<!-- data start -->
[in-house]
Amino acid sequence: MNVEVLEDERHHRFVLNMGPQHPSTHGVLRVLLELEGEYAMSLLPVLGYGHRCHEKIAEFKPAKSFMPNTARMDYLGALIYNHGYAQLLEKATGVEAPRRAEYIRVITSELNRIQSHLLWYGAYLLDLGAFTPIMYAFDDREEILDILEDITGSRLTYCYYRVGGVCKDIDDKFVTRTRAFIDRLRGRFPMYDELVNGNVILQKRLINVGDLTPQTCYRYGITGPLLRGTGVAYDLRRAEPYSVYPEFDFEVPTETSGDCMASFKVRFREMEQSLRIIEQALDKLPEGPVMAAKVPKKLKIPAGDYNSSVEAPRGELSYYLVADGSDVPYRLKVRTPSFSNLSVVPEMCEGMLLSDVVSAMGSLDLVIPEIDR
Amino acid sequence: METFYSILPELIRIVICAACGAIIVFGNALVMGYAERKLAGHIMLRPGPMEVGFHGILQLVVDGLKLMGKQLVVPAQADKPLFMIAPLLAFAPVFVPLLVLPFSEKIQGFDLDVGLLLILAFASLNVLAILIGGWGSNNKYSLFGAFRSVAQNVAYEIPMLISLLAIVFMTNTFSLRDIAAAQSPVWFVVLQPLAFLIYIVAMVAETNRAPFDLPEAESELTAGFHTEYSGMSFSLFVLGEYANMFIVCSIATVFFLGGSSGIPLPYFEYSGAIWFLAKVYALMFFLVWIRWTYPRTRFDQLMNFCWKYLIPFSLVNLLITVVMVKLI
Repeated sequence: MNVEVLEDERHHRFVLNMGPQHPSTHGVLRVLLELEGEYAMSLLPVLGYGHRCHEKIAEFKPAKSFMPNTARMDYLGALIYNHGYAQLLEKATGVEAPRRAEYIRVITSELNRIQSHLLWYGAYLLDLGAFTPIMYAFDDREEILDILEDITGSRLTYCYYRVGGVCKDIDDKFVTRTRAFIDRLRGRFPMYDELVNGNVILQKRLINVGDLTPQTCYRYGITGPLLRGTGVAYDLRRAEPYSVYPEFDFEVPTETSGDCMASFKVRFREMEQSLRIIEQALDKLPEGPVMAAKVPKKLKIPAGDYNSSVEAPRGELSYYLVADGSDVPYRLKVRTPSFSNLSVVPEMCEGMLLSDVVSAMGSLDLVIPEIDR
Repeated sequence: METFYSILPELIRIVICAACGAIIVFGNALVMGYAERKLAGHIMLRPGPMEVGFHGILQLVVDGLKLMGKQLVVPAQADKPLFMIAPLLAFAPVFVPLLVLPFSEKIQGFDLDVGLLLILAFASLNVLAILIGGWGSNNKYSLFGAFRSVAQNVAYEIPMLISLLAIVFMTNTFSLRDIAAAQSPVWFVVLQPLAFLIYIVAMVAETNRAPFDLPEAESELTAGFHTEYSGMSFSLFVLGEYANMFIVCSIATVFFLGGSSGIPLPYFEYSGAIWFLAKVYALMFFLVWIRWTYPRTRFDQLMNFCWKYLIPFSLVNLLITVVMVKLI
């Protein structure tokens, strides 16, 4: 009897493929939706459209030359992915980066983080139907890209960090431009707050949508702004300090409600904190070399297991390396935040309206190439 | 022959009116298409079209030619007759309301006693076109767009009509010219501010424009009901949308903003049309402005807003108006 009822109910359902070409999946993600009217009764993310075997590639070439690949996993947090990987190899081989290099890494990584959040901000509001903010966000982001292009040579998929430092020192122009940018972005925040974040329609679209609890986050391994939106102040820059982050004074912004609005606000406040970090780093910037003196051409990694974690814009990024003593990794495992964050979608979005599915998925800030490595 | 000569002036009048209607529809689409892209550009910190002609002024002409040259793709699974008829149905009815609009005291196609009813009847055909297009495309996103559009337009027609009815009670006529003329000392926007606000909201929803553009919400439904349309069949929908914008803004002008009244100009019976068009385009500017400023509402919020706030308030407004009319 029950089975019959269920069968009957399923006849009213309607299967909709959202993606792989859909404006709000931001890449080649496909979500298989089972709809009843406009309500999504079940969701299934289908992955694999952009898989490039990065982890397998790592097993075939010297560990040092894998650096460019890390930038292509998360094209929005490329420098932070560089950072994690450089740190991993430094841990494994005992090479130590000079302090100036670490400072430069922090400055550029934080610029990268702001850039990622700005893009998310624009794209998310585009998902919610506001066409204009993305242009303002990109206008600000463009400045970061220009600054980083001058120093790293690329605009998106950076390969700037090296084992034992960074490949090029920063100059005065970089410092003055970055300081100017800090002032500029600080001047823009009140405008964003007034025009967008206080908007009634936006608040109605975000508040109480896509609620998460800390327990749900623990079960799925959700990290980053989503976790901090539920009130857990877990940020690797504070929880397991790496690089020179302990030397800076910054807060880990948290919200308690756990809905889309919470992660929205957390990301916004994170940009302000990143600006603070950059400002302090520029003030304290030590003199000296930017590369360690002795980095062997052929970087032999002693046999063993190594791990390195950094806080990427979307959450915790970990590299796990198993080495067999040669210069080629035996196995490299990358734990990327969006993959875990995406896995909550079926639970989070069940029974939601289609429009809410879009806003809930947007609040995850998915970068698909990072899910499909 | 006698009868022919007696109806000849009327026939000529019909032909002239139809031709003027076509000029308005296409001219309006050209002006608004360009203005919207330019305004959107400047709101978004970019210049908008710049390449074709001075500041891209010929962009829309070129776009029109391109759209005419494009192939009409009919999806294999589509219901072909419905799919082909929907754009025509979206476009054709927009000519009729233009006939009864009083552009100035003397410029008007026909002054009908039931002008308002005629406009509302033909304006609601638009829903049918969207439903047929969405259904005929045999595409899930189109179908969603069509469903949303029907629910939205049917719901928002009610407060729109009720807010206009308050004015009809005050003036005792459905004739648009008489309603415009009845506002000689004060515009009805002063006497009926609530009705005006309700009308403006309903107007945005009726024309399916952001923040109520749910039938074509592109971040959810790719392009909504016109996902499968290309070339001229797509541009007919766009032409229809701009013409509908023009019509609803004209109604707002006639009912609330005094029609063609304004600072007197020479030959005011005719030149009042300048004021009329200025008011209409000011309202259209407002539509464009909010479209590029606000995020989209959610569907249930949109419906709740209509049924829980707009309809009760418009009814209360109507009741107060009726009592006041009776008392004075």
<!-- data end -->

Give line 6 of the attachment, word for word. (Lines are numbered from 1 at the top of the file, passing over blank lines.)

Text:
């Protein structure tokens, strides 16, 4: 009897493929939706459209030359992915980066983080139907890209960090431009707050949508702004300090409600904190070399297991390396935040309206190439 | 022959009116298409079209030619007759309301006693076109767009009509010219501010424009009901949308903003049309402005807003108006 009822109910359902070409999946993600009217009764993310075997590639070439690949996993947090990987190899081989290099890494990584959040901000509001903010966000982001292009040579998929430092020192122009940018972005925040974040329609679209609890986050391994939106102040820059982050004074912004609005606000406040970090780093910037003196051409990694974690814009990024003593990794495992964050979608979005599915998925800030490595 | 000569002036009048209607529809689409892209550009910190002609002024002409040259793709699974008829149905009815609009005291196609009813009847055909297009495309996103559009337009027609009815009670006529003329000392926007606000909201929803553009919400439904349309069949929908914008803004002008009244100009019976068009385009500017400023509402919020706030308030407004009319 029950089975019959269920069968009957399923006849009213309607299967909709959202993606792989859909404006709000931001890449080649496909979500298989089972709809009843406009309500999504079940969701299934289908992955694999952009898989490039990065982890397998790592097993075939010297560990040092894998650096460019890390930038292509998360094209929005490329420098932070560089950072994690450089740190991993430094841990494994005992090479130590000079302090100036670490400072430069922090400055550029934080610029990268702001850039990622700005893009998310624009794209998310585009998902919610506001066409204009993305242009303002990109206008600000463009400045970061220009600054980083001058120093790293690329605009998106950076390969700037090296084992034992960074490949090029920063100059005065970089410092003055970055300081100017800090002032500029600080001047823009009140405008964003007034025009967008206080908007009634936006608040109605975000508040109480896509609620998460800390327990749900623990079960799925959700990290980053989503976790901090539920009130857990877990940020690797504070929880397991790496690089020179302990030397800076910054807060880990948290919200308690756990809905889309919470992660929205957390990301916004994170940009302000990143600006603070950059400002302090520029003030304290030590003199000296930017590369360690002795980095062997052929970087032999002693046999063993190594791990390195950094806080990427979307959450915790970990590299796990198993080495067999040669210069080629035996196995490299990358734990990327969006993959875990995406896995909550079926639970989070069940029974939601289609429009809410879009806003809930947007609040995850998915970068698909990072899910499909 | 006698009868022919007696109806000849009327026939000529019909032909002239139809031709003027076509000029308005296409001219309006050209002006608004360009203005919207330019305004959107400047709101978004970019210049908008710049390449074709001075500041891209010929962009829309070129776009029109391109759209005419494009192939009409009919999806294999589509219901072909419905799919082909929907754009025509979206476009054709927009000519009729233009006939009864009083552009100035003397410029008007026909002054009908039931002008308002005629406009509302033909304006609601638009829903049918969207439903047929969405259904005929045999595409899930189109179908969603069509469903949303029907629910939205049917719901928002009610407060729109009720807010206009308050004015009809005050003036005792459905004739648009008489309603415009009845506002000689004060515009009805002063006497009926609530009705005006309700009308403006309903107007945005009726024309399916952001923040109520749910039938074509592109971040959810790719392009909504016109996902499968290309070339001229797509541009007919766009032409229809701009013409509908023009019509609803004209109604707002006639009912609330005094029609063609304004600072007197020479030959005011005719030149009042300048004021009329200025008011209409000011309202259209407002539509464009909010479209590029606000995020989209959610569907249930949109419906709740209509049924829980707009309809009760418009009814209360109507009741107060009726009592006041009776008392004075």